Democrats Streaming Across The Border By The Million

Discussion in 'Politics' started by Cammmpbell, Nov 22, 2012.

  1. Cammmpbell

    Cammmpbell Senior Member

    Sep 13, 2011
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    Mitt Romney’s Defeat and the Republican Brand | Caffeinated Thoughts

    The gender gap – If you look at the exit polling objectively you can see we have a problem. It’s nothing new, but when women made up 53% of voters it’s going to be a huge problem and it expanded in 2008. Women broke for Obama 55% to 45%. Now what I find interesting is that married women went with Romney 53% to 46%, those are the security moms. Romney’s economic message resonated. They made up 31% of the electorate, but Romney was killed among non-married women which made up 23% of voters. They overwhelmingly went with the President 67% to 31%.

    The race gap. Mitt Romney beat President Obama among Caucasian by 20 points. They made up 72% of the electorate which is a 3% drop from 2008 (with fewer voters). He still lost. Romney lost Hispanics (which made up 10% of the electorate which is a 2% increase from 2008) 71% to 27%. That is a four percent drop from what McCain had in 2008, and President Bush garnered, I believe, around 40% (I don’t remember the exact number. There was a slight shift among Black voters (13% of the electorate). Romney picked up 2% percent than what McCain had in 2008, but it was still 93% to 6%, so nothing to write home about. Romney lost 73% to 26% among Asians (3% of the electorate), and among the “others” (2% of the electorate) President Obama had a 20 point advantage. Also among Catholics a group that over all saw movement toward Republicans this year, President Obama won this group by two points which is a 4% drop from 2008. Romney won among white Catholics by 19 points. President Obama won among Hispanic Catholics 75% to 21% gaining three points from 2008.

    The base didn’t turn out. That alone didn’t sway the election, but when you consider Mitt Romney garnered about 1.7 million less votes than John McCain did in 2008 that’s saying something. Romney needed to improve upon those numbers not receive less. President Obama had slightly more that 8 million less votes than he had in 2008 and he still won. It made for a closer race, but President Obama did a better job turning out his base than Mitt Romney did. The Washington Post exit poll shows that 38% of voters were Democrat while only 32% were Republicans. 29% were independent or third party. Why didn’t they turn out? More on that later. Evangelicals represented 27% of the electorate nationally – a record high and the same percentage of evangelicals went for Romney as did for President Bush in 2004 – 79%, but with fewer voters this time around (about 10-11 million) that 27% isn’t nearly as impressive. So I can’t say with certainty that the evangelical vote showed up like it could have. Then it also begs the question in what states did they turn out where it made a difference?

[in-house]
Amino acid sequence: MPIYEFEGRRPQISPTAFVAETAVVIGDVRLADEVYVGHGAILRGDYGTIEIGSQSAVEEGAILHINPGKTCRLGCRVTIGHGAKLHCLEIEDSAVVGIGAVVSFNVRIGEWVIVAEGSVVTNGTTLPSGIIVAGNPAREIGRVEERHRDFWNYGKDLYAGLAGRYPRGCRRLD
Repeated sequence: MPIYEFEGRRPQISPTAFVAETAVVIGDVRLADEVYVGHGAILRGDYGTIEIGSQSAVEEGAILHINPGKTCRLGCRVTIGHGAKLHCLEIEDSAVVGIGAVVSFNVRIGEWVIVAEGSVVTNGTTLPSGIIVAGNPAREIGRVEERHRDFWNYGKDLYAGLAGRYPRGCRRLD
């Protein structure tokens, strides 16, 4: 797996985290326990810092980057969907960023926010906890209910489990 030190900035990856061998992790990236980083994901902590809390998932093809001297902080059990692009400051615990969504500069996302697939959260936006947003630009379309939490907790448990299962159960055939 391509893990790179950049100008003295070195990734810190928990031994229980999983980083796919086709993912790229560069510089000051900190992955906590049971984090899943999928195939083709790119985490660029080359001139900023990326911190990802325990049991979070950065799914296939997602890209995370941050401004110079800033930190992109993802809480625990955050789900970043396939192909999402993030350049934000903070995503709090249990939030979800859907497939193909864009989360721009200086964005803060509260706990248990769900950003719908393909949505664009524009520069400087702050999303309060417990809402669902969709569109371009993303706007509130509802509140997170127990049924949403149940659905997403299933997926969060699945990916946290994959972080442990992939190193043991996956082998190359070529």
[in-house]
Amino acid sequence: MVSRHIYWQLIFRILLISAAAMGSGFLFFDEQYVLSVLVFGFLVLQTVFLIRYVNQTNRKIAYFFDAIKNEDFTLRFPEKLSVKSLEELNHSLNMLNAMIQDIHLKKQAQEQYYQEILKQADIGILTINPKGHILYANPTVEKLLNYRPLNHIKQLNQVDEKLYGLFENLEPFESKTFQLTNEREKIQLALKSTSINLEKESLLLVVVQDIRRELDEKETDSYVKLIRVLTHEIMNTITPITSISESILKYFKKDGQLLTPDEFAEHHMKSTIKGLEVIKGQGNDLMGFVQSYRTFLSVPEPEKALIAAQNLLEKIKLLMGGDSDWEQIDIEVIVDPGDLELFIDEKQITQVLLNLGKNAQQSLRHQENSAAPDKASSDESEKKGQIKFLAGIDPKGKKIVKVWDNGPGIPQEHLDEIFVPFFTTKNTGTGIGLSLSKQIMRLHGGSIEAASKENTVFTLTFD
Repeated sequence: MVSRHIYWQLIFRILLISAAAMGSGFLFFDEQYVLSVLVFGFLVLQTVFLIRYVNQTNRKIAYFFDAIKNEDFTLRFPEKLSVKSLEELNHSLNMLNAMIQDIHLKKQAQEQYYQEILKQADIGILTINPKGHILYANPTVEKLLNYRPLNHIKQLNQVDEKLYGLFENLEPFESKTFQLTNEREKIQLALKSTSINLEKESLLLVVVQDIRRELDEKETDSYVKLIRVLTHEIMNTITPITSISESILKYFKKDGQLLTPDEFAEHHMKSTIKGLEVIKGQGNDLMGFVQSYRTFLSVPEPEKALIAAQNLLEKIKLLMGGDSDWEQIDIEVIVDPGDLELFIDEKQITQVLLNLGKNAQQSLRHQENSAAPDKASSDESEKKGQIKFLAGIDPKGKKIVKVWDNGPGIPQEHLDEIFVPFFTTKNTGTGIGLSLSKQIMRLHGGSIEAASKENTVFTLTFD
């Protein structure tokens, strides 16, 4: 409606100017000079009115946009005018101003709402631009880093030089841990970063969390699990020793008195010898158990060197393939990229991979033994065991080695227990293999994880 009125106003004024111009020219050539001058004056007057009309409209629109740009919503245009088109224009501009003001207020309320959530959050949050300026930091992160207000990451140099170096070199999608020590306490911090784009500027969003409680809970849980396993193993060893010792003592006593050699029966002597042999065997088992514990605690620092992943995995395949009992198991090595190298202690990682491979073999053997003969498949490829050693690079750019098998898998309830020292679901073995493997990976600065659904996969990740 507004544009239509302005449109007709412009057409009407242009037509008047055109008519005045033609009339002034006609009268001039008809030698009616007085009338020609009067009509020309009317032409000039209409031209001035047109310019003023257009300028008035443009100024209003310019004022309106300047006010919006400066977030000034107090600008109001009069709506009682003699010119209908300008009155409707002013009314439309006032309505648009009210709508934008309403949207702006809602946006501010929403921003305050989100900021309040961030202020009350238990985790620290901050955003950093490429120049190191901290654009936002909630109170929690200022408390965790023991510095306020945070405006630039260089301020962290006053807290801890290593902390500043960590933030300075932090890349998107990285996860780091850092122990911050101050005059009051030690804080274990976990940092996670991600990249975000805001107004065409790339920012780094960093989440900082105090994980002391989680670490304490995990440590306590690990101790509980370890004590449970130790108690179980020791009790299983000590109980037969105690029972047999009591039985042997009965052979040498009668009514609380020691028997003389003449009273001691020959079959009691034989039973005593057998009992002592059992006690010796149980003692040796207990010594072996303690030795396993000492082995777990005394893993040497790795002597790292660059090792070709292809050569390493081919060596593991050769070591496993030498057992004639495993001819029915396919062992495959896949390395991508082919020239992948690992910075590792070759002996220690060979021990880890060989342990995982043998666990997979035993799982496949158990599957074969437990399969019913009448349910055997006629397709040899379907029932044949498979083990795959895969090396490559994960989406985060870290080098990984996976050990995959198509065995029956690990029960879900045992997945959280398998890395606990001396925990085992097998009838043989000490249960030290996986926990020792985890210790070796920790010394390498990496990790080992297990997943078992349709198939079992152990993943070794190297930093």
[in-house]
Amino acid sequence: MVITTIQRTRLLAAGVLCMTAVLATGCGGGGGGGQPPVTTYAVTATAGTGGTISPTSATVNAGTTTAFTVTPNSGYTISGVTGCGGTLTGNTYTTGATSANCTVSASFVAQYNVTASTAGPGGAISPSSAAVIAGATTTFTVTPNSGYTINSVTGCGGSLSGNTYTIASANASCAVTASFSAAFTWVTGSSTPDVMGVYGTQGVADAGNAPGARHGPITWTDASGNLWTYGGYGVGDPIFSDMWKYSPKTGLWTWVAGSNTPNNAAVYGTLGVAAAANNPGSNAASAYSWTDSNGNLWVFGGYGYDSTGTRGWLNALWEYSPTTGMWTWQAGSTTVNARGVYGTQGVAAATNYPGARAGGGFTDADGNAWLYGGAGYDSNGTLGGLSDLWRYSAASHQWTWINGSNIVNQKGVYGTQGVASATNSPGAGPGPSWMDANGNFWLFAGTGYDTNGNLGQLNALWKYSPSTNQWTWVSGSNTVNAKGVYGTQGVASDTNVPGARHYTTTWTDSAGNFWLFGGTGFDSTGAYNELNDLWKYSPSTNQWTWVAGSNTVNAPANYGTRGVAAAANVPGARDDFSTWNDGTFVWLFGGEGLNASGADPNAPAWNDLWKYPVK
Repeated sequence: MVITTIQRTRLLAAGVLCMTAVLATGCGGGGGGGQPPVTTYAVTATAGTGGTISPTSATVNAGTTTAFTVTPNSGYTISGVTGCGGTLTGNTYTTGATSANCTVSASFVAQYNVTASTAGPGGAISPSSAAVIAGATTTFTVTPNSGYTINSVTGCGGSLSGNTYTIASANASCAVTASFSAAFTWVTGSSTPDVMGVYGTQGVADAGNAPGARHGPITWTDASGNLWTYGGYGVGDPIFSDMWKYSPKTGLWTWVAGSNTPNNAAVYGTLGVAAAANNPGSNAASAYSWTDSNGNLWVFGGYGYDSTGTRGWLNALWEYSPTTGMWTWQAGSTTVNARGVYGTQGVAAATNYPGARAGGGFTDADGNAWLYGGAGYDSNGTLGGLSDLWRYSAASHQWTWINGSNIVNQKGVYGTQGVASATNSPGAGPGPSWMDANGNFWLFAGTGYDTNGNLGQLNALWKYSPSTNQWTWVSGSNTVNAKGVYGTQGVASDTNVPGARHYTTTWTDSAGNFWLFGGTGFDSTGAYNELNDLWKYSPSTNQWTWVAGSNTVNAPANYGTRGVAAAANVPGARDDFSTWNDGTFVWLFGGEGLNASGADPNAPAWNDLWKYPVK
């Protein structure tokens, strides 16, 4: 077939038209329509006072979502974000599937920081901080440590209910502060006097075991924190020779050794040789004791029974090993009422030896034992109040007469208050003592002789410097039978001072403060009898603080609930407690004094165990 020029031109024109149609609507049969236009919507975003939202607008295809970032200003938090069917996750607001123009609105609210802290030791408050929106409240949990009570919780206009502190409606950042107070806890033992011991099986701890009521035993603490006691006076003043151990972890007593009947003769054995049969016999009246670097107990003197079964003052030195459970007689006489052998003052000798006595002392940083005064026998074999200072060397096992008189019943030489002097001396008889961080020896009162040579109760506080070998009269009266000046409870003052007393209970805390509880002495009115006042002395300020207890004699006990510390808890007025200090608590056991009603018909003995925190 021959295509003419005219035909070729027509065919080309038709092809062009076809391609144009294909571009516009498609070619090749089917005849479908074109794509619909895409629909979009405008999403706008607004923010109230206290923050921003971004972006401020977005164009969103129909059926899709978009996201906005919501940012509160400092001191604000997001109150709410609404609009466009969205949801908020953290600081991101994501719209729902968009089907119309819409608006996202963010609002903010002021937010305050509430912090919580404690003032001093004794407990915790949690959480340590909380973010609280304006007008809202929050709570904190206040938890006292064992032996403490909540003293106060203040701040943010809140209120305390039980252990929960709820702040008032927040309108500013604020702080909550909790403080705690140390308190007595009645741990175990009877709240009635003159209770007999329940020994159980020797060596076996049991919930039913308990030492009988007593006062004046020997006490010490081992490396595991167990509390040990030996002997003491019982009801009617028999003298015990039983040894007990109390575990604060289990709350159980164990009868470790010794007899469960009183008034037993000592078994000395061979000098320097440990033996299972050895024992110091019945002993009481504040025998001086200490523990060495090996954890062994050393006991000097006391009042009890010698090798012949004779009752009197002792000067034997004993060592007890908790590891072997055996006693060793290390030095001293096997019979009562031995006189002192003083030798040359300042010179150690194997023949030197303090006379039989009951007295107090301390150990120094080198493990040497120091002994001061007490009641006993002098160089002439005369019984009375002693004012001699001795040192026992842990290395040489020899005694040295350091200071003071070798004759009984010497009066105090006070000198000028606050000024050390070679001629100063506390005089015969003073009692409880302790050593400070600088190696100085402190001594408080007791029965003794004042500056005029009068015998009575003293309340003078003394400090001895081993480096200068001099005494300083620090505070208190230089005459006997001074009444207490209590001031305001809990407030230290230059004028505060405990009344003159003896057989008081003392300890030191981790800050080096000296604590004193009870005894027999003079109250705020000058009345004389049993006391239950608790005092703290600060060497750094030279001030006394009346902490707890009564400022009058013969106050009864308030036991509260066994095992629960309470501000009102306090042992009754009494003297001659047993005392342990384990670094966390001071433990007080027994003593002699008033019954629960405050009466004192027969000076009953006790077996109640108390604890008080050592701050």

The youth vote. Mitt Romney made a five point gain among 18-29 year-olds who made up 19% of the electorate. He still lost 60% to 37%. Three percent voted some other way – Ron Paul or Gary Johnson anyone?

    ROTFL......maybe he needed Sarah Palin instead of Paul Ryan

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